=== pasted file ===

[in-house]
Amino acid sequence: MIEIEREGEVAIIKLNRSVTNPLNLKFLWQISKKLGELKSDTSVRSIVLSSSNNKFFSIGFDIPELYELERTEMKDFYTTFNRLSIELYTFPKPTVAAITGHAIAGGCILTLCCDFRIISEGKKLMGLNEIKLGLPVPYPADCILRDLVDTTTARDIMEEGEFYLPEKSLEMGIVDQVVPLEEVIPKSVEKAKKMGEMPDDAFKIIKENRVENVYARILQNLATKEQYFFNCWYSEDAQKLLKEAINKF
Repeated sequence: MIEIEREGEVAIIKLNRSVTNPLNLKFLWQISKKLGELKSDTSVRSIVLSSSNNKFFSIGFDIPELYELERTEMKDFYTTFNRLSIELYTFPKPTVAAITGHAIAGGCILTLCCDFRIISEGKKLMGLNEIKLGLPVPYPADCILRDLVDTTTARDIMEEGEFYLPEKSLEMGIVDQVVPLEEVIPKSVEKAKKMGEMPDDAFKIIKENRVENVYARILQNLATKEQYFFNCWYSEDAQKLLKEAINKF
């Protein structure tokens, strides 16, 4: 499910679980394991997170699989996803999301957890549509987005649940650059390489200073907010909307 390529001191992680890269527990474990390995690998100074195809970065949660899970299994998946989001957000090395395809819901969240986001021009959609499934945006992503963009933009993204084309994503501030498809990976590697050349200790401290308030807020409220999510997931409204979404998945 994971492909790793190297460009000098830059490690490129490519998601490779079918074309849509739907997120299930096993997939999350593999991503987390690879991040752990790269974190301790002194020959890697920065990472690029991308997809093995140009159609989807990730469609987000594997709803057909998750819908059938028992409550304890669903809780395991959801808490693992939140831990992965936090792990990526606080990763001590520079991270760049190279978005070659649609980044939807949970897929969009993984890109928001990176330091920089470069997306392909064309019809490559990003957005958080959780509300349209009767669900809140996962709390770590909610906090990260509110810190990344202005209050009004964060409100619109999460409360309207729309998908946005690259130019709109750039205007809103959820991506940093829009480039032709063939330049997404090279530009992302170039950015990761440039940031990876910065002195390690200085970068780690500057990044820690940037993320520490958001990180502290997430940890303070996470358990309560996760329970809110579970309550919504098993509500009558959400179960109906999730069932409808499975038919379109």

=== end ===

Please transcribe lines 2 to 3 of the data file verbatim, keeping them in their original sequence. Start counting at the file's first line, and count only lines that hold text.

Amino acid sequence: MIEIEREGEVAIIKLNRSVTNPLNLKFLWQISKKLGELKSDTSVRSIVLSSSNNKFFSIGFDIPELYELERTEMKDFYTTFNRLSIELYTFPKPTVAAITGHAIAGGCILTLCCDFRIISEGKKLMGLNEIKLGLPVPYPADCILRDLVDTTTARDIMEEGEFYLPEKSLEMGIVDQVVPLEEVIPKSVEKAKKMGEMPDDAFKIIKENRVENVYARILQNLATKEQYFFNCWYSEDAQKLLKEAINKF
Repeated sequence: MIEIEREGEVAIIKLNRSVTNPLNLKFLWQISKKLGELKSDTSVRSIVLSSSNNKFFSIGFDIPELYELERTEMKDFYTTFNRLSIELYTFPKPTVAAITGHAIAGGCILTLCCDFRIISEGKKLMGLNEIKLGLPVPYPADCILRDLVDTTTARDIMEEGEFYLPEKSLEMGIVDQVVPLEEVIPKSVEKAKKMGEMPDDAFKIIKENRVENVYARILQNLATKEQYFFNCWYSEDAQKLLKEAINKF